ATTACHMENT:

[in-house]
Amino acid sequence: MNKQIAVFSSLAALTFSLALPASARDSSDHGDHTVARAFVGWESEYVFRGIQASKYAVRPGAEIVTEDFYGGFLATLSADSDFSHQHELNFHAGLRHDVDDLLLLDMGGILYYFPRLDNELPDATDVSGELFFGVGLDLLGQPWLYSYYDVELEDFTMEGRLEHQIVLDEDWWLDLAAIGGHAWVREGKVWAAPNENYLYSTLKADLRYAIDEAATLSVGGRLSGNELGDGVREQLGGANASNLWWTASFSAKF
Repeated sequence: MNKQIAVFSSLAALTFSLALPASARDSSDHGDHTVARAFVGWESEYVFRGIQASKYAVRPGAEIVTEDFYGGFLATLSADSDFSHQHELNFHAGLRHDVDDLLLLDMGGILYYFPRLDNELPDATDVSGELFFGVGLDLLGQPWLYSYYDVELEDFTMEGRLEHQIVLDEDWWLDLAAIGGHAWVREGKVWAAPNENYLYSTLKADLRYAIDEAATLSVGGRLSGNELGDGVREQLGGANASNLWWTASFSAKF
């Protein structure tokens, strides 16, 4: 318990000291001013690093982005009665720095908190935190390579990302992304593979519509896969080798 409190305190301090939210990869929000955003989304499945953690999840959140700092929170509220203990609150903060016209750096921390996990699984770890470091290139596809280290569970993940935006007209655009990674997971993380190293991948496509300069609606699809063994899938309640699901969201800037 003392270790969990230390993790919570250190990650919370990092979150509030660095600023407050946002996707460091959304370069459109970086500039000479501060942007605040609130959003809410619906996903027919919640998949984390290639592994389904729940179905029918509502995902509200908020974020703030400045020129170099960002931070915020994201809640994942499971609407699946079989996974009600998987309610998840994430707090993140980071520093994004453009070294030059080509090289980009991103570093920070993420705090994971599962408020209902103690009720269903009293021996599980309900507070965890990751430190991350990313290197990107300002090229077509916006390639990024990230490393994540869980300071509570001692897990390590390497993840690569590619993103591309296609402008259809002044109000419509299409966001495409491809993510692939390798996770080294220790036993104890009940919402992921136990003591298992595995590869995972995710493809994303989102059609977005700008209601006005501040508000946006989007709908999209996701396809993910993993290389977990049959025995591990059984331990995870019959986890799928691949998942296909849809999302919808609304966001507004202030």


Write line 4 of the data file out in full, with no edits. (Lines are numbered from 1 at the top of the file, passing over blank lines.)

């Protein structure tokens, strides 16, 4: 318990000291001013690093982005009665720095908190935190390579990302992304593979519509896969080798 409190305190301090939210990869929000955003989304499945953690999840959140700092929170509220203990609150903060016209750096921390996990699984770890470091290139596809280290569970993940935006007209655009990674997971993380190293991948496509300069609606699809063994899938309640699901969201800037 003392270790969990230390993790919570250190990650919370990092979150509030660095600023407050946002996707460091959304370069459109970086500039000479501060942007605040609130959003809410619906996903027919919640998949984390290639592994389904729940179905029918509502995902509200908020974020703030400045020129170099960002931070915020994201809640994942499971609407699946079989996974009600998987309610998840994430707090993140980071520093994004453009070294030059080509090289980009991103570093920070993420705090994971599962408020209902103690009720269903009293021996599980309900507070965890990751430190991350990313290197990107300002090229077509916006390639990024990230490393994540869980300071509570001692897990390590390497993840690569590619993103591309296609402008259809002044109000419509299409966001495409491809993510692939390798996770080294220790036993104890009940919402992921136990003591298992595995590869995972995710493809994303989102059609977005700008209601006005501040508000946006989007709908999209996701396809993910993993290389977990049959025995591990059984331990995870019959986890799928691949998942296909849809999302919808609304966001507004202030």